By Ron VandenBoom
Dennis Rehberg, former lieutenant governor and Republican candidate for Congress, will make a campaign appearance in Havre Tuesday, June 20, at a 7 a.m. no-host breakfast at the Iron Horse Restaurant.
Rehberg is running against Democratic candidate Nancy Keenan for Montana's only seat in the U.S. House of Representatives.
The seat is being vacated by Rep. Rick Hill, R-Mont., who is retiring at the end of his term for health reasons.
Rehberg, a Billings area rancher, has based his campaign on family values and what he call "a common sense approach to government."
During his last campaign appearance in Havre, Rehberg told the crowd that he believes family values are a primary concern to many Montanans and government is out of touch with what they feel is important.
"People don't want all the government they are being given," Rehberg said at that time adding that the marriage penalty is a good example of how out of touch the government is with the family.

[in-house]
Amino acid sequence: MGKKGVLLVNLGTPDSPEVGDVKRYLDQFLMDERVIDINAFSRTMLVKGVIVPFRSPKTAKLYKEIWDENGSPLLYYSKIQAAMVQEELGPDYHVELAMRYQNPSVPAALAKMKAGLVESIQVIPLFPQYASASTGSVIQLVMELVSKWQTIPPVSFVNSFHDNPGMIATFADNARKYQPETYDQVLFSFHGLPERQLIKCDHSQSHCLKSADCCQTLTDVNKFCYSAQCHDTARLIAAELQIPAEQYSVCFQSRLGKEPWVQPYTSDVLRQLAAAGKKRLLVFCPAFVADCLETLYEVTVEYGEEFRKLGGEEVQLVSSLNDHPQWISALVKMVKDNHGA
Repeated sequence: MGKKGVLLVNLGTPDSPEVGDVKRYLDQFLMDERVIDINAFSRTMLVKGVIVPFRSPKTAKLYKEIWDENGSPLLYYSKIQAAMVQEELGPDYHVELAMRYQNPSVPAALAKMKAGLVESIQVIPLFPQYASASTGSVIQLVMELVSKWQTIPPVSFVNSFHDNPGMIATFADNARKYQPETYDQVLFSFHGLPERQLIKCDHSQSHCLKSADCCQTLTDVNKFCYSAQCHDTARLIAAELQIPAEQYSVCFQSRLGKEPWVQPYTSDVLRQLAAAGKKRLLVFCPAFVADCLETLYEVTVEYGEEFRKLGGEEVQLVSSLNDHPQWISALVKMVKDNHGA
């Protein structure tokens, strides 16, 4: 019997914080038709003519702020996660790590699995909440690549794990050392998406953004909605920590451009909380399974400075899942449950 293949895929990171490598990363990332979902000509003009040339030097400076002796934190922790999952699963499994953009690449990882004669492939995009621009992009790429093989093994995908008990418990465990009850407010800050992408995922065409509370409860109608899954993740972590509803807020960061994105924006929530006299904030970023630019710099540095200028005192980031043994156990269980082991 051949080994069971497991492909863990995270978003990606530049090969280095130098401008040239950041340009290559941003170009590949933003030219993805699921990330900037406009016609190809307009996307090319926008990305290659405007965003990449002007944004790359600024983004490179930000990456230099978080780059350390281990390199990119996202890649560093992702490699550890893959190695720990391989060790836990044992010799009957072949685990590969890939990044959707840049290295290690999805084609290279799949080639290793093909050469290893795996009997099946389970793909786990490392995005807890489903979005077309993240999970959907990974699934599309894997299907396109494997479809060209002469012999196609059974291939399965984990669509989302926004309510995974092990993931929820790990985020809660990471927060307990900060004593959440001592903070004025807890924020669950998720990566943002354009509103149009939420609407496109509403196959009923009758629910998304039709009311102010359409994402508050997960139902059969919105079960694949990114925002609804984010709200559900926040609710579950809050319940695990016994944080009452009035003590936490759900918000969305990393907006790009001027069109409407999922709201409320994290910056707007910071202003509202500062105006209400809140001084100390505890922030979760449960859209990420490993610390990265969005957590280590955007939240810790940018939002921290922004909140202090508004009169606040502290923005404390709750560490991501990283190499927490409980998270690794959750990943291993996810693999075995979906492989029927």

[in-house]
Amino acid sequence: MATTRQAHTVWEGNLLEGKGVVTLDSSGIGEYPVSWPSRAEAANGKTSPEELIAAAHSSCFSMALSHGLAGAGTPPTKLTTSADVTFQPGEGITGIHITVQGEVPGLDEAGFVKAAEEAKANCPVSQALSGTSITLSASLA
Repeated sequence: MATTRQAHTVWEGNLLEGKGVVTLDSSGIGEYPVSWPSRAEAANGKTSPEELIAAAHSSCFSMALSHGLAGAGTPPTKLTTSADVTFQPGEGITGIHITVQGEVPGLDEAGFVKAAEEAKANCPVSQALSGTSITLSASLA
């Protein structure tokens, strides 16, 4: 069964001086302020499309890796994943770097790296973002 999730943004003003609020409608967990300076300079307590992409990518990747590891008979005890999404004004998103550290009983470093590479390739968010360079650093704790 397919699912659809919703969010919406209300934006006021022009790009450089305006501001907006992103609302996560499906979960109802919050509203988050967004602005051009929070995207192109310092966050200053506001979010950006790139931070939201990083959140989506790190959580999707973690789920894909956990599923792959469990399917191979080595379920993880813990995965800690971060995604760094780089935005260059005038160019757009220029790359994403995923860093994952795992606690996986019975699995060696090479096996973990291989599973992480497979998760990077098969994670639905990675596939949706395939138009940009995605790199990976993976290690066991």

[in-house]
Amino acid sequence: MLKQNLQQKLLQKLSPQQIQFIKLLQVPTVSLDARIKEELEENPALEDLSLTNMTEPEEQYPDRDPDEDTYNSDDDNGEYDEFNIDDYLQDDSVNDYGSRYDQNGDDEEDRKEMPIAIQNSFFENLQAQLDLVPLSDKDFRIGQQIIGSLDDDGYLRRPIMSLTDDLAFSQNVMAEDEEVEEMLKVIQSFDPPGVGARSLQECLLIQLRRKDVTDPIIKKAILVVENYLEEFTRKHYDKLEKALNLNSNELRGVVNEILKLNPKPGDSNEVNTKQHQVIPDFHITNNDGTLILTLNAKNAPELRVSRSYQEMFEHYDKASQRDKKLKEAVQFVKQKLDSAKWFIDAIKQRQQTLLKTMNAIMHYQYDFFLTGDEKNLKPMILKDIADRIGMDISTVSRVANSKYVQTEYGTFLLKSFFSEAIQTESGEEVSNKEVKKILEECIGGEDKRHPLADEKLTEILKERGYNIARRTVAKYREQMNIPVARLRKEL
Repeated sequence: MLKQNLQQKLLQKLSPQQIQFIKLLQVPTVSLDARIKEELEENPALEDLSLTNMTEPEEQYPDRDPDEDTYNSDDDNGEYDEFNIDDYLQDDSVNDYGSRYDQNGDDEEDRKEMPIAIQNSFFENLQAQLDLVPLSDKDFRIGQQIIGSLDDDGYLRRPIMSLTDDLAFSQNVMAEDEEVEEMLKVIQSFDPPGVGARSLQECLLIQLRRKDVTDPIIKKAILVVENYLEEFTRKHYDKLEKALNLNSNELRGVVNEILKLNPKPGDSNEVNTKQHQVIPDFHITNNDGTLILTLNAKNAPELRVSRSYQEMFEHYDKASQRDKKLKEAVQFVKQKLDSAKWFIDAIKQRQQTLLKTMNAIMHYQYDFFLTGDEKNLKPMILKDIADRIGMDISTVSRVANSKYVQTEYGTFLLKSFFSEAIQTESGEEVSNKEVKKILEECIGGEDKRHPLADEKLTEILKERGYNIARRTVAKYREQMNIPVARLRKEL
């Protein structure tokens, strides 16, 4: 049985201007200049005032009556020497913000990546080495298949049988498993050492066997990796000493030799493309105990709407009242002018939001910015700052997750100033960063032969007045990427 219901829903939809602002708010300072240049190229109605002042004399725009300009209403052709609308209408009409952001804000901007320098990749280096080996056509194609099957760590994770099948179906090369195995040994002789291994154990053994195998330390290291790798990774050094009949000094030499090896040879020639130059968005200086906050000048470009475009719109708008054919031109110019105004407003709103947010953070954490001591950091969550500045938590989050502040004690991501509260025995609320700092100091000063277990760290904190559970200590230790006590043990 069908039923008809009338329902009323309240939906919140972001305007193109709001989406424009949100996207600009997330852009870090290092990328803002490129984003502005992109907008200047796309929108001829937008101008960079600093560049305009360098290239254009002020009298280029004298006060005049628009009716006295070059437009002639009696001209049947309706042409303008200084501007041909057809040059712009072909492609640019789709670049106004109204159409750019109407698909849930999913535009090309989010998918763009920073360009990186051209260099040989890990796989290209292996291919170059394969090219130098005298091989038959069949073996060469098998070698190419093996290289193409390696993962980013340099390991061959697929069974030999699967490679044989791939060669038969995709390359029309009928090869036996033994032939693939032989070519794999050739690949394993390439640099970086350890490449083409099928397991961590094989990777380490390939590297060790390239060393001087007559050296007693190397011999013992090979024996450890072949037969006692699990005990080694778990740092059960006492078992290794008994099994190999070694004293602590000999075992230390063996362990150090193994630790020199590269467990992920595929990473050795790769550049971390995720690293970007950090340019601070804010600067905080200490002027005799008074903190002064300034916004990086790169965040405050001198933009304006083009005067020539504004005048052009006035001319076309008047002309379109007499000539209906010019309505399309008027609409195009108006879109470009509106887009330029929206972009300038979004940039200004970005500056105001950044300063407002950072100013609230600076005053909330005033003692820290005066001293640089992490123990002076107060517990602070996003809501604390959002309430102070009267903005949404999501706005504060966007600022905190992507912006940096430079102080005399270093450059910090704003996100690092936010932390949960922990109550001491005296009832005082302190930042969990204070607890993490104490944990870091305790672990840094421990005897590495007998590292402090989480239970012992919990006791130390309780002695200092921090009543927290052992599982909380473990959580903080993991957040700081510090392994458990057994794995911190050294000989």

He questioned why eliminating the marriage penalty has to be such a struggle with Congress when, as he sees it, there seems to be so much agreement over the issue.
Rehberg has also cited government ineptitude in handling the Veterans Administration and a lack of trust regarding Social Security benefits as issues in his campaign.
The use of the military as a world-wide police force is also an issue Rehberg has said he feels is out of touch with the American People and requires today's servicemen to spend too much time away from their families in overseas assignments that are not relevant to the security of the United States.
Other issues high on Rehberg's agenda are America's foreign trade policy and the role of schools in Montana's.
Rehberg, if elected, has promised to introduce legislation that would guarantee 95 percent of the money appropriated for Montana schools by Washington gets to the classroom. He has also promised to introduce legislation that would protect teachers, principals, and school board members from meritless lawsuits that result from efforts to maintain discipline.
Rehberg has attributed the decline in the effectiveness of education to a non-educational school curriculum that is directed too much toward teaching social values and "subjects that should be taught at home or in churches," he said.
There is no cost to attend the breakfast and free coffee and doughnuts will be served.